Amy Winehouse RIP
Very sad news about the death of Amy Winehouse at her London home this afternoon. She was just 27. Whatever about those drink and drug demons which dominated coverage after the success of “Back to Black”, Winehouse was a hugely …
Very sad news about the death of Amy Winehouse at her London home this afternoon. She was just 27. Whatever about those drink and drug demons which dominated coverage after the success of “Back to Black”, Winehouse was a hugely talented soul with an incredible voice and some superb songs. Interview with her first published in The Ticket in 2006 below.
She staggers into the bar and crashes into a chair. Everyone stops for a gawk. She has a bottle of red wine in one hand and a bottle of vodka in the other. She’s also swearing like a trooper at nothing and no-one in particular.
Her hair is a mess, her mascara is smudged and she may yet come a cropper on those high heels before she gets to her seat. One of the bottles falls to the ground, but she keeps on tottering towards the corner table. Solid citizens nursing early evening drinks turn away and go quiet. It is obvious that this lady has been drinking.
Amy Winehouse cackles. She’s thinking out loud about the Amy Winehouse most people would expect to see walking into a bar. This is the Amy Winehouse we think we know from press clippings and tabloid snapshots and TV appearances. A walking, talking, drunken doll. Bolshie. Brash. Loud. Drunk. Mad as a brush.
The reality? No-one even looked up when Winehouse walked quietly into the bar. Sitting in an armchair, she’s tiny, all beehive hair and lippy pout. There’s a loud, filthy laugh every now and then, but that’s the extent of things. No diva, no tantrums, no trouble.
Winehouse has kept the drama for her record. “Back to Black” is a belter, an album more bewitched, bothered and bewildered than pop ever gets to be these days.
Split right down the middle with heartbreakers and soul shakers, it has Winehouse swapping the jazz lounge she frequented for her “Frank” debut for a basement where Fifties and Sixties girl groups are hanging out comparing their men and their hair-dos.
The new company suits her. Once you hear Winehouse’s magnificent defiance on the brassy and bold “Rehab” (“they tried to make me go to rehab”, she sneers, “I said no, no, no”), you’ll be hooked. As confessional, troubled, humorous and honest as songs get about a woman falling in and out of love with men, drink, weed and the gym, “Back to Black” is rousing and brave on every level. It’s the sassiest, sharpest Motown album imaginable.
Winehouse talks fondly of the girl groups who inspired her when she started writing songs for the new record. They provided the soundtrack for her musings. “The Shangri-Las, very dramatic and atmospheric. The Ronettes, very stylish. The Shirelles, they had coolness and attitude, they had vulnerability.”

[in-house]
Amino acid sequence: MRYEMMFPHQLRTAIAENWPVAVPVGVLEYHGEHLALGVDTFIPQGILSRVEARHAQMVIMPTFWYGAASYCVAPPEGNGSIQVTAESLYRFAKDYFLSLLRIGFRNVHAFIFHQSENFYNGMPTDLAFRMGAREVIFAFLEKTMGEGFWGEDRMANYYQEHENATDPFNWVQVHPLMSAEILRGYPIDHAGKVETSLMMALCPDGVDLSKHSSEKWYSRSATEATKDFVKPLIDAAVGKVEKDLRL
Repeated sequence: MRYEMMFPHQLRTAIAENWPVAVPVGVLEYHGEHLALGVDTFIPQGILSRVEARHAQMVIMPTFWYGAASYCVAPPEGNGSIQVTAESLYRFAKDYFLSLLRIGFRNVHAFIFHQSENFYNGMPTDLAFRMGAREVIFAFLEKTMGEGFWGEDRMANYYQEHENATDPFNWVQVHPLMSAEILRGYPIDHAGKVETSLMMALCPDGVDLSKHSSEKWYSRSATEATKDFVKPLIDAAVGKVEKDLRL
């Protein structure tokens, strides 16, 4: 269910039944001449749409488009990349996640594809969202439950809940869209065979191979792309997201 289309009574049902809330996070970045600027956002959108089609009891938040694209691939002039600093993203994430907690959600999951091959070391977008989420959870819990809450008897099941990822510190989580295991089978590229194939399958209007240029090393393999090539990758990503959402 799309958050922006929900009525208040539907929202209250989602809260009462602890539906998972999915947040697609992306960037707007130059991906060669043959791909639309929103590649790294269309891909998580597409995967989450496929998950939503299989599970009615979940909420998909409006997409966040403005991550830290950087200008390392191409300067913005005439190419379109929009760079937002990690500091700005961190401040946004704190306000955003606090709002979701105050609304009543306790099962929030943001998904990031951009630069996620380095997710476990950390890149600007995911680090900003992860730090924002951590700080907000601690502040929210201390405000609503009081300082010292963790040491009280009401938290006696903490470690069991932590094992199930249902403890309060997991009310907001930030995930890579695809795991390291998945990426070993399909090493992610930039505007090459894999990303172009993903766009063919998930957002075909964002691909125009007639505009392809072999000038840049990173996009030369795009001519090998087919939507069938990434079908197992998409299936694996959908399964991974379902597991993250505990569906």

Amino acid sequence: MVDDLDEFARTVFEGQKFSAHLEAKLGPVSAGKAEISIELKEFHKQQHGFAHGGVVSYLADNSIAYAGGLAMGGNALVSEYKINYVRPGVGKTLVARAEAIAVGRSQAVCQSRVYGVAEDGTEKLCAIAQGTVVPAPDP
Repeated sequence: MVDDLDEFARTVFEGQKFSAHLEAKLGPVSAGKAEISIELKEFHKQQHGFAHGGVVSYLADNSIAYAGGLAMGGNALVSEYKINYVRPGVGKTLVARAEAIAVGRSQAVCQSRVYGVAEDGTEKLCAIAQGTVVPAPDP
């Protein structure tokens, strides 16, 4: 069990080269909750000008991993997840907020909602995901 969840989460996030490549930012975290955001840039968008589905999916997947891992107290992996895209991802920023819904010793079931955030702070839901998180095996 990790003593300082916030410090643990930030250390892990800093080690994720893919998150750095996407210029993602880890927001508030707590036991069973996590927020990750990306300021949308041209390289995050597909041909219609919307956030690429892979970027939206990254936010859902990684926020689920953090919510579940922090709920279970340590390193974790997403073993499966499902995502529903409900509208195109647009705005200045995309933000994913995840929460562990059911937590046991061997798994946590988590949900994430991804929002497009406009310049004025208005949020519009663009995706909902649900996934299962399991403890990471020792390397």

Winehouse became really fascinated with how those singers projected and protected their vulnerability. After all, some of these singers had desperate, depressing back-stories and yet, they were cooing like angels. “I loved those heartbreak songs they used to do, especially the way the girls sounded so heavenly. Yet they were also singing about the kind of heartbreak you would find at the bottom of a bottle of whiskey. They knew all about sorrow.”
When it came to “Back to Black”, Winehouse was more than ready to be heartbroken. While “Frank” had been a big old hit (250,000 sales, glowing critical reviews, an Ivor Novello award and a Mercury Music Prize nomination), Winehouse’s personal demons were having a field day at her expense. Her relationship at the time was falling apart leaving her to find solace in weed and booze. Something had to go. Scratch that, lots of things had to go.
First thing to go? “I don’t smoke weed any more so I’m not so defensive as I was back then,” she says. “I’m not as insecure as I was either. I go to the gym, I run loads and I’m much healthier than I was.”
“When I did my first album, I was smoking too much weed. I mean, I was really proud of that album at the time and I still think the songs are up to scratch.
“But you have to remember I had never made an album before. When you have a producer with you who is far more experienced, you do tend to become a bit ‘yeah, that’s cool’ in the studio and go with the flow. And when you’re smoking weed, you just don’t care about anything except who has the next joint.”
Another change has been in the relationship with her record label. After “Frank” was released in 2004, she slammed what she saw as their inefficiencies. “The marketing was fucked, the promotion was terrible, everything was a shambles”, she railed in one memorable interview at the time.
Now? “It was my first album and I didn’t know what I was doing so I was learning as I went along”, she says. “I don’t think the label had a clue what to do with it either so it was a learning curve for them as well – and they had to deal with me mouthing off all over the place! This time, I know what is going on so I’m better prepared. And the label know how to deal with me as well.”